The risk of be­ing tweeter in chief

Daily Freeman (Kingston, NY) - - OPINION - Jonah Gold­berg The Na­tional Re­view

The po­lit­i­cal class is still com­ing to grips with what ap­pears to be Don­ald Trump’s novel man­age­ment phi­los­o­phy: Govern­ment by Twit­ter. Put aside the by-now-fa­mil­iar weird­ness of our pres­i­dent-elect’s gloat­ing over Arnold Sch­warzeneg­ger’s poor “Celebrity Ap­pren­tice” rat­ings or swipes at Meryl Streep. Trump’s Twit­ter ad­dic­tion poses hereto­fore un­no­ticed chal­lenges for his ad­min­is­tra­tion.

The pres­i­dent-elect of­ten em­pha­sizes the value of be­ing “un­pre­dictable.” And he has a point — in cer­tain con­texts. Keep­ing our en­e­mies guess­ing has ad­van­tages. De­fend­ers of Trump’s habit of jab­bing cor­po­ra­tions about their off­shoring de­ci­sions will tell you that Trump is “set­ting the tone from the top.” Since such de­ci­sions are of­ten made with a nar­row and sub­jec­tive cost-ben­e­fit calculus, the ar­gu­ment goes, us­ing tweets to en­cour­age ex­ec­u­tives to err on the side of “Amer­ica first” is a valu­able way to change the busi­ness cul­ture.

Whether or not you like Trump’s eco­nomic rea­son­ing, you can see why he likes keep­ing CEOs afraid of the crack of his Twit­ter whip.

But what about his own ap­pointees and al­lies in Congress?

When I’ve talked to vet­er­ans of the Ron­ald Rea­gan ad­min­is­tra­tion, par­tic­u­larly from the speech­writ­ing or pol­icy shops, I’ve of­ten heard a com­mon ob­ser­va­tion: Know­ing what the boss be­lieved was both em­pow­er­ing and ef­fi­cient; if you know a pol­icy or a line in a speech will never fly with the pres­i­dent, you won’t bother pur­su­ing it.

Peter Robin­son, the ac­claimed speech­writer, has writ­ten at length about how know­ing Rea­gan’s vi­sion made his job eas­ier. Robin­son could write “Mr. Gor­bachev, tear down this wall!” be­cause he knew it was what Rea­gan wanted to have hap­pen.

“Ron­ald Rea­gan’s writ­ers were never at­tempt­ing to fab­ri­cate an im­age, just to pro­duce work that mea­sured up to the stan­dard Rea­gan him­self had al­ready es­tab­lished,” Robin­son would later write. “His poli­cies were plain. He had been ar­tic­u­lat­ing them for decades.”

The vast lit­er­a­ture on lead­er­ship and man­age­ment ham­mers away on this point: Pro­vide a vi­sion and then let the troops do the hard work. Jack Welch, the leg­endary for­mer CEO of Gen­eral Elec­tric, put it this way: “In or­der to lead a coun­try or a com­pany, you’ve got to get ev­ery­body on the same page, and you’ve got to be able to have a vi­sion of where you’re go­ing.” Bri­tish Field Mar­shal Bernard “Monty” Mont­gomery said his def­i­ni­tion of lead­er­ship is: “the ca­pac­ity and the will to rally men and women to a com­mon pur­pose and the char­ac­ter which in­spires con­fi­dence.”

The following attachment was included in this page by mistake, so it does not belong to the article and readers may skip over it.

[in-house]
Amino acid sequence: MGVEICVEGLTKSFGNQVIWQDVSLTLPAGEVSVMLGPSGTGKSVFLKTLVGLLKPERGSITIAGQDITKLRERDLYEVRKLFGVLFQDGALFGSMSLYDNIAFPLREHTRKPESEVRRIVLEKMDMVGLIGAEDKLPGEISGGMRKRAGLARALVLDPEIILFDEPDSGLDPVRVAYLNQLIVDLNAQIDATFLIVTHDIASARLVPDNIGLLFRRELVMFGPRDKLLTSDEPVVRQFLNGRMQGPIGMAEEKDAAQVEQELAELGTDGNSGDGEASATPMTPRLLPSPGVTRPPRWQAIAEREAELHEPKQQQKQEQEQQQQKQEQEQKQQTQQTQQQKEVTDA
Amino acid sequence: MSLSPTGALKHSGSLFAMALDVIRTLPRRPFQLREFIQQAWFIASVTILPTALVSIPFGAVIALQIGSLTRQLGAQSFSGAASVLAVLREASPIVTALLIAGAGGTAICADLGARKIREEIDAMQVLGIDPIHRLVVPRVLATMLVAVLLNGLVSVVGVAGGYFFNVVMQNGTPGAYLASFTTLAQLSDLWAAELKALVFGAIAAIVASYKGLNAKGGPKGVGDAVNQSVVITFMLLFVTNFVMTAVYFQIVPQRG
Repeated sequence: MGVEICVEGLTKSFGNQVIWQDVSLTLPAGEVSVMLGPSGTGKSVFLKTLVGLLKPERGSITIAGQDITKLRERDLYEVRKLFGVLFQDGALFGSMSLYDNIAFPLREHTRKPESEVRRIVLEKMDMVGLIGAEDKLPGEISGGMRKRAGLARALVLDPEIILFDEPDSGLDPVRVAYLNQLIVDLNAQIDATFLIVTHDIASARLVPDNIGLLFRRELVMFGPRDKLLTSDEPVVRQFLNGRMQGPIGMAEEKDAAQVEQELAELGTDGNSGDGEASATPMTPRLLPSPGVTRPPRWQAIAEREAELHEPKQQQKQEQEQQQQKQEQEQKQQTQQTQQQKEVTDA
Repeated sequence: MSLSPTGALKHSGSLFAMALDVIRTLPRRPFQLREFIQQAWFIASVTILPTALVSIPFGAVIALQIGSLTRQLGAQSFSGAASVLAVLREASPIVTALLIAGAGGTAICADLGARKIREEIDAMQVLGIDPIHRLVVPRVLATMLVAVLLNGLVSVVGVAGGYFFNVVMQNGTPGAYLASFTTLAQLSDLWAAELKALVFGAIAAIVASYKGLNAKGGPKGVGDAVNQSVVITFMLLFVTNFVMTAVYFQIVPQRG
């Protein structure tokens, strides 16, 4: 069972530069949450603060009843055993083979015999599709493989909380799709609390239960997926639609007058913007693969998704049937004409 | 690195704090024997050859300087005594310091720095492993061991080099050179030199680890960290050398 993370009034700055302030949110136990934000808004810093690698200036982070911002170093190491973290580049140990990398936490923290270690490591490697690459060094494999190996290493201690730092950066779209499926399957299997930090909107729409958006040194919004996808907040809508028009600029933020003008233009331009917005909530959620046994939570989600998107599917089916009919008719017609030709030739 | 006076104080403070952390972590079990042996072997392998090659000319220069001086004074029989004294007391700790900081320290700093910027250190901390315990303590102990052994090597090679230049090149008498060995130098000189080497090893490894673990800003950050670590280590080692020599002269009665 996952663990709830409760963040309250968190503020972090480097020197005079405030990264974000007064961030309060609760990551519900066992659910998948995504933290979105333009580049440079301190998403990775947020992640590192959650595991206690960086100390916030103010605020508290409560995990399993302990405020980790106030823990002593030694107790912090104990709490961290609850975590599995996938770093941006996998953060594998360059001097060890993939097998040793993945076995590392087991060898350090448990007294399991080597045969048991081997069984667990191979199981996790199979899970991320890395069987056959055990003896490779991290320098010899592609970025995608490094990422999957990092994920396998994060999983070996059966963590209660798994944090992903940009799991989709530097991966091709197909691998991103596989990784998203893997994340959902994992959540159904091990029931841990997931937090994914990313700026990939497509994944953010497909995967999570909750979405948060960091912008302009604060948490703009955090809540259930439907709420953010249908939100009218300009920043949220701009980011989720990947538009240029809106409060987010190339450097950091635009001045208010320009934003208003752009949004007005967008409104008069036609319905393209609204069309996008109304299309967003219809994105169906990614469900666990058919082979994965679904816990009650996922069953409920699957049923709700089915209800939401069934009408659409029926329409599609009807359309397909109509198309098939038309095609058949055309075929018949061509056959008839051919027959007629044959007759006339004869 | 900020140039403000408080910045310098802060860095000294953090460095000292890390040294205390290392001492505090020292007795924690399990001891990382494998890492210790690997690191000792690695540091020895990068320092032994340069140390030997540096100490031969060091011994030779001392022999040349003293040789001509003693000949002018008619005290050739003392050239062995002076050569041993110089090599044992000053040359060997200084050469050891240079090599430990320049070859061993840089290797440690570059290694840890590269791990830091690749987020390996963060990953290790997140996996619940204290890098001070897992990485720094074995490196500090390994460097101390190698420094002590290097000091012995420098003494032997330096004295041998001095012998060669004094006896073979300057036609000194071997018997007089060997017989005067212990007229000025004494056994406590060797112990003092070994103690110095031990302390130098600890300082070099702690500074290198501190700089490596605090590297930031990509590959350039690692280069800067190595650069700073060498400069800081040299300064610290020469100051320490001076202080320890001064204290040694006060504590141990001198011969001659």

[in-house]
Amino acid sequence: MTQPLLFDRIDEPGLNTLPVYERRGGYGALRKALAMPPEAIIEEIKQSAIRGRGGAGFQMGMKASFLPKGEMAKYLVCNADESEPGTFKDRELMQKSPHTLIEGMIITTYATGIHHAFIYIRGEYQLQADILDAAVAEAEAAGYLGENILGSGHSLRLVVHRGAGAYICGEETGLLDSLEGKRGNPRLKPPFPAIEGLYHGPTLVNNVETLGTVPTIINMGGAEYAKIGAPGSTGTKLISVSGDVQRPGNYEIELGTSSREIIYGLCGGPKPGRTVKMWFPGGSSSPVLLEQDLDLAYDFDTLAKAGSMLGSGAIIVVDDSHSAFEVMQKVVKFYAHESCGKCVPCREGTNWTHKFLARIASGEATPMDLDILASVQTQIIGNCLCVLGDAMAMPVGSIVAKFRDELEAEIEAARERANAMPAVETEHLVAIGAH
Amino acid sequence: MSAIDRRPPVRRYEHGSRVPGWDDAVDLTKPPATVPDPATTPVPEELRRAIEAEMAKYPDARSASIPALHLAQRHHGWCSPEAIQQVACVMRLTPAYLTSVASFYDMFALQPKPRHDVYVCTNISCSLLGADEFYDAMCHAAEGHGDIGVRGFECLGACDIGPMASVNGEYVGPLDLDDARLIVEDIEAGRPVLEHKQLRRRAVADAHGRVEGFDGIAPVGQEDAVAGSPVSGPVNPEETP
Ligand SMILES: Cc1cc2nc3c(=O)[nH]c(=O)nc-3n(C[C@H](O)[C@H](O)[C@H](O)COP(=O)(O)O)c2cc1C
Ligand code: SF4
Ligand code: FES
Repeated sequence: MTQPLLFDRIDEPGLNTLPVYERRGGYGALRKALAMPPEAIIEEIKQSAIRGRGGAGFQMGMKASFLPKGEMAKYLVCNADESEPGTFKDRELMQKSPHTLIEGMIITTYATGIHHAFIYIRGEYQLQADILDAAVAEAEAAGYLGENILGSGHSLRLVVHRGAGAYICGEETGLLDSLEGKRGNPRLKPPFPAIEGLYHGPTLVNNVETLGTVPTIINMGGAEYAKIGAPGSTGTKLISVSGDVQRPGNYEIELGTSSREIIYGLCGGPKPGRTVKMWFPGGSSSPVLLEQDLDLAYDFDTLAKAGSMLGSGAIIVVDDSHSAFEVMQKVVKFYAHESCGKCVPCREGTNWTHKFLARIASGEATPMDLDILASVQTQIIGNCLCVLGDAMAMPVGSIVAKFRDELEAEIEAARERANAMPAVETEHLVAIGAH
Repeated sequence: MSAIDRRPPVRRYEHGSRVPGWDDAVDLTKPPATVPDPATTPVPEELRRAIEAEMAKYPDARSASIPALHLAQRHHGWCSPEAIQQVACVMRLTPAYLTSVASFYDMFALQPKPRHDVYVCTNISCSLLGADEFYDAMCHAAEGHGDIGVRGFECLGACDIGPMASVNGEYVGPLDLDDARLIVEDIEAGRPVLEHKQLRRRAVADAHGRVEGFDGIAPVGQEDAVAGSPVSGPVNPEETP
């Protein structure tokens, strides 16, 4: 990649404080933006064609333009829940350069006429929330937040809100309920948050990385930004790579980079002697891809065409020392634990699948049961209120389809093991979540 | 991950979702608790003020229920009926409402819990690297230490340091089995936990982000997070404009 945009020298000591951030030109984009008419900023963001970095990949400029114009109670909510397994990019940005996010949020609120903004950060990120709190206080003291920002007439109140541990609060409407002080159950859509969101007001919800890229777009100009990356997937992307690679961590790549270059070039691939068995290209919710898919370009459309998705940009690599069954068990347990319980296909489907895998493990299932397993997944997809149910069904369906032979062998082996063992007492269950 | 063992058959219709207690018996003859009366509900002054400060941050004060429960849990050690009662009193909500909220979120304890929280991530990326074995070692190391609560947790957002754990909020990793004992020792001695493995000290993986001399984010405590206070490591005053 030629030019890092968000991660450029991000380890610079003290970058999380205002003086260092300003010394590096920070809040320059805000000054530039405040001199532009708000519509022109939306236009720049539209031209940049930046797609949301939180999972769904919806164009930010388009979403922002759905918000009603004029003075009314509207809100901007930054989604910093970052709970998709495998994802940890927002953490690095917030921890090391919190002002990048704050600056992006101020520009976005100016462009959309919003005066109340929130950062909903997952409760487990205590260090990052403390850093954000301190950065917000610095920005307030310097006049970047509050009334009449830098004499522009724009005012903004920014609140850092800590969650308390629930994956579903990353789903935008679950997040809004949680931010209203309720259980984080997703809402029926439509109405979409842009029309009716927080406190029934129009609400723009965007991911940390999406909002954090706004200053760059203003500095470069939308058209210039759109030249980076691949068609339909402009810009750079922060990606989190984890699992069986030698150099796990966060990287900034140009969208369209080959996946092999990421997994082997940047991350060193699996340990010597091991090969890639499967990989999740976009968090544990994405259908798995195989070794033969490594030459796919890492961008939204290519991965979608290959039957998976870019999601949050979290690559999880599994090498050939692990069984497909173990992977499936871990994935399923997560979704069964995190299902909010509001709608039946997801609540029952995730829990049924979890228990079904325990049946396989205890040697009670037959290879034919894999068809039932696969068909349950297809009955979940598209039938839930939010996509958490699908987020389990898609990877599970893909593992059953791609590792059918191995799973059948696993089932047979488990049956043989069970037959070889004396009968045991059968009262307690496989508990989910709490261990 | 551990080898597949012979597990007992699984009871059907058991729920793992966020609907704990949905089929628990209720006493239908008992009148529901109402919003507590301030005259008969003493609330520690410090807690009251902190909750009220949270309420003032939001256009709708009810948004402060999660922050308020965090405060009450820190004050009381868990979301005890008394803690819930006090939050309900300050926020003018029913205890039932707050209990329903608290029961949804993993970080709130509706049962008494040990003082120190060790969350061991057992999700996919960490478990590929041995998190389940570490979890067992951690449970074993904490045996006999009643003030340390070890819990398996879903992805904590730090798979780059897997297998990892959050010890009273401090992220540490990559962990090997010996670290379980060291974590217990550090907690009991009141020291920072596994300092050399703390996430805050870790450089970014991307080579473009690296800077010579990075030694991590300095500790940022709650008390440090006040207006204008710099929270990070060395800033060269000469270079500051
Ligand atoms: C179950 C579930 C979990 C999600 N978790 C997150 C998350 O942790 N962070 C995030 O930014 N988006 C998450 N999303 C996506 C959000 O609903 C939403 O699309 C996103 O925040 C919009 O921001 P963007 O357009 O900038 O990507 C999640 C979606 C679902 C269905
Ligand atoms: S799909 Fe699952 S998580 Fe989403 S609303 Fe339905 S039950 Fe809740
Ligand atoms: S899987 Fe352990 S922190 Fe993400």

Ex­cept for trade pol­icy, there are few ar­eas where Trump’s troops have a clear idea of what the boss wants, and his com­pul­sive tweet­ing adds a layer of un­pre­dictabil­ity. I’ve talked to a half-dozen com­mit­ted and prin­ci­pled con­ser­va­tives con­sid­er­ing jobs in the ad­min­is­tra­tion, and I heard one re­cur­ring con­cern: “Will Trump have my back?”

The point isn’t about per­sonal loyalty, but re­solve in the face of the in­evitable po­lit­i­cal and me­dia back­lashes that will come with any se­ri­ous re­form ef­fort.

Con­sider two re­cent in­ci­dents. The House GOP cau­cus voted to sharply curb the power of the Of­fice of Con­gres­sional Ethics. Con­trary to some op­por­tunis­tic state­ments by House Mi­nor­ity leader Nancy Pelosi, D-Calif., there’s bipartisan con­sen­sus that the OCE is a hot mess. House Ju­di­ciary Com­mit­tee Chair­man Bob Good­latte, R-Va., led an ef­fort to scrap it, know­ing that the GOP would take a po­lit­i­cal hit for do­ing so. When the pre­dictable firestorm hit, Trump hied to Twit­ter to mock the ef­fort as a dis­trac­tion, earn­ing a nanosec­ond of fa­vor­able cov­er­age by killing the ini­tia­tive.

A more cru­cial ex­am­ple is the ef­fort to re­peal Oba­macare. Trump is­sued a se­ries of Twit­ter fat­was last week, say­ing Congress shouldn’t do any­thing that lets Democrats off the hook for the prob­lems of the Af­ford­able Care Act.

Po­lit­i­cally, I think Trump is right to be con­cerned about the per­ils of re­peal­ing Oba­macare with­out hav­ing a re­place­ment ready. But his glib re­sponse elic­its fear among some con­ser­va­tives that he won’t stand fast on re­peal­ing Oba­macare, or much else. There are count­less ar­eas — en­ti­tle­ments, civil rights, im­mi­gra­tion, etc. — where se­ri­ous con­ser­va­tive re­forms will spark con­tro­versy, hor­ri­ble head­lines and neg­a­tive cov­er­age on “the shows” the pres­i­den­t­elect watches ob­ses­sively. Will Trump im­petu­ously use Twit­ter to tri­an­gu­late against his own troops?

Right now, Trump’s de­fend­ers wave off such con­cerns, say­ing he’s us­ing Twit­ter to com­mu­ni­cate a clear vi­sion to his team and the whole coun­try. Time will tell. To me, that seems like a gen­er­ous read­ing be­tween the lines — or be­tween tweets about Meryl Streep.

Jonah Gold­berg is syn­di­cated by Tri­bune Me­dia Ser­vices.

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